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Letting the wheels do the talking

It was a game of basketball with a difference. Replacing the squeal of sneakers on the court came the sound of clashing wheelchairs. With the cheers of about 30 teenagers from the sideline, the game was on in earnest. And as the students from Victoria University Secondary College in St Albans were finding out, this match wasn't so much about winning or losing. It was about the challenges of life when using a wheelchair. The game was part of the Wheeltalk School Awareness Program that encourages people to think about diversity, disability and acceptance.

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Kate Giles

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Surviving the Boston Marathon bombing

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The book Stronger is about Jeff Bauman who lost both his legs in the Boston marathon bombing in 2013. It is a powerful book that shows how the bombing changed his life and the challenges Jeff went through, and continues to experience. Jeff was given great support from his family and the public, including appearing at sporting events. With great determination Jeff learns to walk again.

1 comment - last comment on 24/10/14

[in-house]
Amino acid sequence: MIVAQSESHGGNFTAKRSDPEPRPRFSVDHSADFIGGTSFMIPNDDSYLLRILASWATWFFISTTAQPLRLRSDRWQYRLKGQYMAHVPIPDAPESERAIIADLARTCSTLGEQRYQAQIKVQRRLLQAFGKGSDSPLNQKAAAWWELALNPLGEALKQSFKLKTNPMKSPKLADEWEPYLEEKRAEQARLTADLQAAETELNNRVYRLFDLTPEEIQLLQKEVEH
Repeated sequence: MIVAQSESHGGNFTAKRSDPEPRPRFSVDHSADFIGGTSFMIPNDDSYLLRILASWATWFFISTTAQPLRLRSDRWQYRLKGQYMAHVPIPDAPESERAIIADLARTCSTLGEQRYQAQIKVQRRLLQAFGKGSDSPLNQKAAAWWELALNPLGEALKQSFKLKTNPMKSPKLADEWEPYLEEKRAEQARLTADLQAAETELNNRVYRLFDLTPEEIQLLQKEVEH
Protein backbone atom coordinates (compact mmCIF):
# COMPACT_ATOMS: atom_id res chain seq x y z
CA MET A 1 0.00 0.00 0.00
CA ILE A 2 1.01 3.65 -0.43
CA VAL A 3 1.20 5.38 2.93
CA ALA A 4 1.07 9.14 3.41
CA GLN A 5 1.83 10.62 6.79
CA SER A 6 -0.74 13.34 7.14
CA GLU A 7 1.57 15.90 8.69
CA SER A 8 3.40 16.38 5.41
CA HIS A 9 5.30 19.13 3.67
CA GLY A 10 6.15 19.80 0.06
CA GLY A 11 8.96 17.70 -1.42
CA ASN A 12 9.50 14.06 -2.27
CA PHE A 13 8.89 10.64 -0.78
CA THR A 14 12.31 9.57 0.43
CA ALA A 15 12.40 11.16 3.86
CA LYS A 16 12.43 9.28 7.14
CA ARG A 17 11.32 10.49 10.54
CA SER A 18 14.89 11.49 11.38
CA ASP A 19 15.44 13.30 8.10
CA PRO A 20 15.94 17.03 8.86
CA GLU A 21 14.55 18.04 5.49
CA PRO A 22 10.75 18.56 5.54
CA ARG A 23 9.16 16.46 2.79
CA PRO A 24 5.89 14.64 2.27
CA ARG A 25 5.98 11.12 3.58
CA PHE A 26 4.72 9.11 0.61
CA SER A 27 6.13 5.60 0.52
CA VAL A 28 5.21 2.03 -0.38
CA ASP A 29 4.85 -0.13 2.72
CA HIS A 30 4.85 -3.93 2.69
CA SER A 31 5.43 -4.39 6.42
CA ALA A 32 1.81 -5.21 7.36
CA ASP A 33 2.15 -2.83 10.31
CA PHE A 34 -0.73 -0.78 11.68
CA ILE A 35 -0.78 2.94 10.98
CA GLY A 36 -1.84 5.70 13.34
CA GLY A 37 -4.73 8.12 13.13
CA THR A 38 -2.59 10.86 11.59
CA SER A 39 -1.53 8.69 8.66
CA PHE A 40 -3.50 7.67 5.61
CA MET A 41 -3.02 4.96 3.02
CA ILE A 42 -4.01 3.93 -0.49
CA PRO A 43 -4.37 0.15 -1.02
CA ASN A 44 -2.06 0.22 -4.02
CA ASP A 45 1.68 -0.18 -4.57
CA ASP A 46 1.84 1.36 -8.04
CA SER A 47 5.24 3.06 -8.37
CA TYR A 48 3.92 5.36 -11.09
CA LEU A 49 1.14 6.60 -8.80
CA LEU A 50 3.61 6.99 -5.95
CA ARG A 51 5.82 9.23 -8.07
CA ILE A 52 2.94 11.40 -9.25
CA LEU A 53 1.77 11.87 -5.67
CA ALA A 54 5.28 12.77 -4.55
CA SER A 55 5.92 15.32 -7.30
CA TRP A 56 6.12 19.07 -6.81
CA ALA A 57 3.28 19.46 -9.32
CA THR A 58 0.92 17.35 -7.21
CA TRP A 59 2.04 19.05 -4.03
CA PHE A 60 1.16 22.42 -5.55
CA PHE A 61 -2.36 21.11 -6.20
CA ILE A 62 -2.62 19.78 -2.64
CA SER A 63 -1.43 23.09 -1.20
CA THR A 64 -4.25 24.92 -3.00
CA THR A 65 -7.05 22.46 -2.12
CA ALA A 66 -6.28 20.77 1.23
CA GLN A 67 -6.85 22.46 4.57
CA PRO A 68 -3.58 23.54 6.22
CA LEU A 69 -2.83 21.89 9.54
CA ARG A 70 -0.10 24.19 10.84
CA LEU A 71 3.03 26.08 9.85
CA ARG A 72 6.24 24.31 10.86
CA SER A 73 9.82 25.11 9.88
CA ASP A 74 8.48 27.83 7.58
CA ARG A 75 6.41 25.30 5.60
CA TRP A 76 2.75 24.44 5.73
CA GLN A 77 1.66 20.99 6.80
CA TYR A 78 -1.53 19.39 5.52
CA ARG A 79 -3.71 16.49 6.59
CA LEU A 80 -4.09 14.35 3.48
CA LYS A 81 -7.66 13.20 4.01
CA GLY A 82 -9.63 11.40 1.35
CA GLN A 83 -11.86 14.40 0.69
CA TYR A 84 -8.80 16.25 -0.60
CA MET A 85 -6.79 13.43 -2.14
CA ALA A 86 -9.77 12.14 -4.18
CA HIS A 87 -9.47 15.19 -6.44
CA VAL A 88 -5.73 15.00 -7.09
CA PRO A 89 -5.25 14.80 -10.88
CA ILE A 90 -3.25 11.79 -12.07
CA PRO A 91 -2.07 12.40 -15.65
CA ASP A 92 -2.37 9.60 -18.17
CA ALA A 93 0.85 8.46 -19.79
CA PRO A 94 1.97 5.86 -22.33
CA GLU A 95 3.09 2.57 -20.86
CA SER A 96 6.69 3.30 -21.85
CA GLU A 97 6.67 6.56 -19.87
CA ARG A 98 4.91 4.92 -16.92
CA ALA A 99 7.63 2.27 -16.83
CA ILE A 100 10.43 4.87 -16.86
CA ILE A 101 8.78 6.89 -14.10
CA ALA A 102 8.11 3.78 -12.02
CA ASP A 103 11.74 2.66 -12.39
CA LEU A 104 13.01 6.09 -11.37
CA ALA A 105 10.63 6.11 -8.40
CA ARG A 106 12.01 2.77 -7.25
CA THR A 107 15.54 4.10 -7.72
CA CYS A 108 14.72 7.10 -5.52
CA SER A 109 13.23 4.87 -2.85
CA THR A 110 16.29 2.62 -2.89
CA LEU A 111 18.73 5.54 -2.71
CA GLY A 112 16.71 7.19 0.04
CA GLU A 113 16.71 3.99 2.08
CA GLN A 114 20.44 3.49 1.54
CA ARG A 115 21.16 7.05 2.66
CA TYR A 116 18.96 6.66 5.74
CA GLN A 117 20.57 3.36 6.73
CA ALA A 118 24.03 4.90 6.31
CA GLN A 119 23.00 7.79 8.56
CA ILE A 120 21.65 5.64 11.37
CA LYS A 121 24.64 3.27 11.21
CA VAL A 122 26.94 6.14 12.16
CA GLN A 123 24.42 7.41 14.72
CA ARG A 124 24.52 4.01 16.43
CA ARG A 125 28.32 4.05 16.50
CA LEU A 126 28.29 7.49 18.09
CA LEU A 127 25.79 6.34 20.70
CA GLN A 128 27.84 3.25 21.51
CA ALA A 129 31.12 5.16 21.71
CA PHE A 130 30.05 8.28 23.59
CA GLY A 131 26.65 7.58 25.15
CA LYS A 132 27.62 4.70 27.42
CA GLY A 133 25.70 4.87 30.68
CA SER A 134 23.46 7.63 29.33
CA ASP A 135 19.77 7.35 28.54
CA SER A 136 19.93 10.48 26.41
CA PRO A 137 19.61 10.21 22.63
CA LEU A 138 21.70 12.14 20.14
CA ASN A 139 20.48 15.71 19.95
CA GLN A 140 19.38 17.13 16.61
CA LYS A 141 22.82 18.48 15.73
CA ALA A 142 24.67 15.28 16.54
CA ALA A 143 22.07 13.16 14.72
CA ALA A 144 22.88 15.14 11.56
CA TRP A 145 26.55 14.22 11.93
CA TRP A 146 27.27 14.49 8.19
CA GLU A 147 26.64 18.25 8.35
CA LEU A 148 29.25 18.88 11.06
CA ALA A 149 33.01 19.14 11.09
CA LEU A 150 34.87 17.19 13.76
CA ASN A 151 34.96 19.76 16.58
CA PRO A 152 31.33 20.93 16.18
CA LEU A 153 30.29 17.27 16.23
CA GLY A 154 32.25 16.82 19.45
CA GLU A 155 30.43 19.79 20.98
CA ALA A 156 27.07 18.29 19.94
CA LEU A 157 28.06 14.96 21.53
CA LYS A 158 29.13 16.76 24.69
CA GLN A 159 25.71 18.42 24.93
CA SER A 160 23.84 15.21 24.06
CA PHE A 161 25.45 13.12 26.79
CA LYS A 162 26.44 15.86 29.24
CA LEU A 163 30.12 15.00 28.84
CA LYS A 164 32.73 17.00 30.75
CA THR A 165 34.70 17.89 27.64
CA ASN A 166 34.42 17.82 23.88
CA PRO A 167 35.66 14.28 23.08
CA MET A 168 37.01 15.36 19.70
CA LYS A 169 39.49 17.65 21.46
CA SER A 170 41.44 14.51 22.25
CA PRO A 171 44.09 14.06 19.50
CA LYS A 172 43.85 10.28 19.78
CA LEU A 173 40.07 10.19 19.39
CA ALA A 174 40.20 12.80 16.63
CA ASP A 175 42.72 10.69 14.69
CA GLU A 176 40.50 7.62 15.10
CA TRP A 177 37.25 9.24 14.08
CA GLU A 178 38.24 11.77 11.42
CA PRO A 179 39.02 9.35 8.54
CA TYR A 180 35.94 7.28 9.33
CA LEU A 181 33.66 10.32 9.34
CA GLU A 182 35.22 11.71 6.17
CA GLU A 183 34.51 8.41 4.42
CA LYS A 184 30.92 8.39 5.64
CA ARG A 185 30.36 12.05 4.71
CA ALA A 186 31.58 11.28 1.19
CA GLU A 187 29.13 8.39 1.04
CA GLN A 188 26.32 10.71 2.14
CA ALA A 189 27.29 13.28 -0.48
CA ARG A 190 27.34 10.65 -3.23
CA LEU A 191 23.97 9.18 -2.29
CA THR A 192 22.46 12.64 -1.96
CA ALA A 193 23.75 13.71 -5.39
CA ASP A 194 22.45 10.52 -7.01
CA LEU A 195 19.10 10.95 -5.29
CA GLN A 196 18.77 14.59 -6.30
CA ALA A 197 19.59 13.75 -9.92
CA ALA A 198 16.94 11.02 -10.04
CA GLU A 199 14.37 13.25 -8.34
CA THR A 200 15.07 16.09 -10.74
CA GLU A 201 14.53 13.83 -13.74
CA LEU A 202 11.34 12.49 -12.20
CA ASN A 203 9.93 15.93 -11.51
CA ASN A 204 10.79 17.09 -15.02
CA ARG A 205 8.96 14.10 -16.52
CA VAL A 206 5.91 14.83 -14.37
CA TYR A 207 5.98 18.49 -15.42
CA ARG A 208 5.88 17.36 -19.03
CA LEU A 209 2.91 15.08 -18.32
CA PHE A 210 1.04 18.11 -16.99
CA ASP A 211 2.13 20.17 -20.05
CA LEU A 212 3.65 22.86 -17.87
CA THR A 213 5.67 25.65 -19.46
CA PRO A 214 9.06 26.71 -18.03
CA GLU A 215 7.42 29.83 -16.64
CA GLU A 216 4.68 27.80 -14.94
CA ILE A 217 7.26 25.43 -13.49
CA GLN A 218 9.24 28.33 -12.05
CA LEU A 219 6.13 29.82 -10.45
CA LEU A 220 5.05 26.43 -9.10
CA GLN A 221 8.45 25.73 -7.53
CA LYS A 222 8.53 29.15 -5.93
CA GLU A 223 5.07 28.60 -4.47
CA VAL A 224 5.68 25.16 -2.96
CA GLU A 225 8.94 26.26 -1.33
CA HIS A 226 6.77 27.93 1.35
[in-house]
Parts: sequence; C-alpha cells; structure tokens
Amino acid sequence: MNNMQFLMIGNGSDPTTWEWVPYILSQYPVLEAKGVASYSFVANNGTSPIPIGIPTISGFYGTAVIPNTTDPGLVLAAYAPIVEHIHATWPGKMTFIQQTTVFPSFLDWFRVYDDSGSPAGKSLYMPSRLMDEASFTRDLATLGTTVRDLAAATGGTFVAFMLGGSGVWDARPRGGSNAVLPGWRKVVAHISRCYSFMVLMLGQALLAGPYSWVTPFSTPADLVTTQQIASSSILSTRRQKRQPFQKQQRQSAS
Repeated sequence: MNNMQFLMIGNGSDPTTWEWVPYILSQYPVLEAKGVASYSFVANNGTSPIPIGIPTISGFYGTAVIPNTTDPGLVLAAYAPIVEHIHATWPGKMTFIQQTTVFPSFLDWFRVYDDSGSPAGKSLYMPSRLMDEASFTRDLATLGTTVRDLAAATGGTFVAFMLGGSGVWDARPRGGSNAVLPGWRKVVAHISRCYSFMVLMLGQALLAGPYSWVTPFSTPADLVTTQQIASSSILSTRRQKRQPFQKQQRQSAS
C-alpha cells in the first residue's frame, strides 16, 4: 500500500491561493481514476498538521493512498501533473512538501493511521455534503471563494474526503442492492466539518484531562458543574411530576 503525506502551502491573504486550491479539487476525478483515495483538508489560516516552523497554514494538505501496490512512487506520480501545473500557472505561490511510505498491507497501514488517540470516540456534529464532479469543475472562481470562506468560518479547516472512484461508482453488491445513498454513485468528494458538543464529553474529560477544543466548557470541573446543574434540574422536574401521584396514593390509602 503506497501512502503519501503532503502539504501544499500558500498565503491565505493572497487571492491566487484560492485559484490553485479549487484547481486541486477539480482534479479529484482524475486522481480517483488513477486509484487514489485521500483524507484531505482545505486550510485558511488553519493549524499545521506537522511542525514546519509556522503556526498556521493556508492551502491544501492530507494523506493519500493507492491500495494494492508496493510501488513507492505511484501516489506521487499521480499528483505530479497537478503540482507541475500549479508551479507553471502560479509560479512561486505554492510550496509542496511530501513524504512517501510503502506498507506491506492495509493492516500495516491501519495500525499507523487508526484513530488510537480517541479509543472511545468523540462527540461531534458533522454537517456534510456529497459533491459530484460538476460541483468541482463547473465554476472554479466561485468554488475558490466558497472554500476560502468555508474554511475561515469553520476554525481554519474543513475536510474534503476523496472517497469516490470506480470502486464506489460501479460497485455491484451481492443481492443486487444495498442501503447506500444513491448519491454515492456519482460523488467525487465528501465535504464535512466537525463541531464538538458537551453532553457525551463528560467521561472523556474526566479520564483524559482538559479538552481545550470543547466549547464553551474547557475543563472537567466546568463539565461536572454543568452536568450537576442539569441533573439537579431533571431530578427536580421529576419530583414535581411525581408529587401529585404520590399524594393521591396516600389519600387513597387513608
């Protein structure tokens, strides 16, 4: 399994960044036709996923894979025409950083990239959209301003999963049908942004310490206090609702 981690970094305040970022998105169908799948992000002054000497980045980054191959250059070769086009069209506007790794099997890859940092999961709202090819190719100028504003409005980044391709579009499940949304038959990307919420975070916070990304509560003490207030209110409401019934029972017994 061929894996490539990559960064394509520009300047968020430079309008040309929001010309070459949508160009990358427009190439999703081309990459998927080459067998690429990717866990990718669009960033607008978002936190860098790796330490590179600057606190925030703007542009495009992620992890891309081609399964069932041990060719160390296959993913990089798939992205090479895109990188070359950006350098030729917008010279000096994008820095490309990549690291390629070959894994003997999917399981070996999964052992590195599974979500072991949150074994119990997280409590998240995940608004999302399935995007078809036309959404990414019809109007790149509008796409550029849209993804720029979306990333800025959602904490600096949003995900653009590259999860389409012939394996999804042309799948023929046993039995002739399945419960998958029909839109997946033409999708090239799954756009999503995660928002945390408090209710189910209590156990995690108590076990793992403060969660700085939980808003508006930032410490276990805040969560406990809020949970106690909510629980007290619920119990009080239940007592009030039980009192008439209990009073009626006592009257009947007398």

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Not abnormal or a 'poor thing', just different

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When people learn that I am vision impaired, more often than not I am greeted with annoying responses. Because I have challenges doesn't mean I'm abnormal or a poor thing. Moving forward after developing a vision impairment took lots of counselling. However, it has allowed me to be independent. Dealing with feelings and learning to adapt and adjust has enriched my life. And just because my journey is different, I now have to learn how to respond to and deal with inappropriate replies.

2 comments - last comment on 28/10/14

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Featured article from Rights & policies

Reporting a crime

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A recent report, Beyond Doubt, said that many people with disabilities had bad experiences when reporting crimes to police. They felt the police did not treat them with respect. The report also said police worried they did not have the skills to understand different types of disabilities. The report made a number of recommendations. It recommended the police create a code of practice on how to respond to people with disabilities. The police commissioner has said he will take on board all the recommendations. The report was produced by the Victorian Equal Opportunity and Human Rights Commission.

1 comment - last comment on 15/10/14

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Featured article from Lifestyle

Importance of accessible Pap tests

Swab applicators in glass tubes.

Pap tests are part of good health care for women. They can help prevent cervical cancer. Every woman who has been sexually active needs to have a Pap test every two years. But not all women with disabilities have access to regular tests. There are several reasons for this. PapScreen Victoria is aware of these problems. They have resources on their website for women with disabilities. This includes information about accessible clinics. Pap tests save lives. It is important for women to be able to have them.

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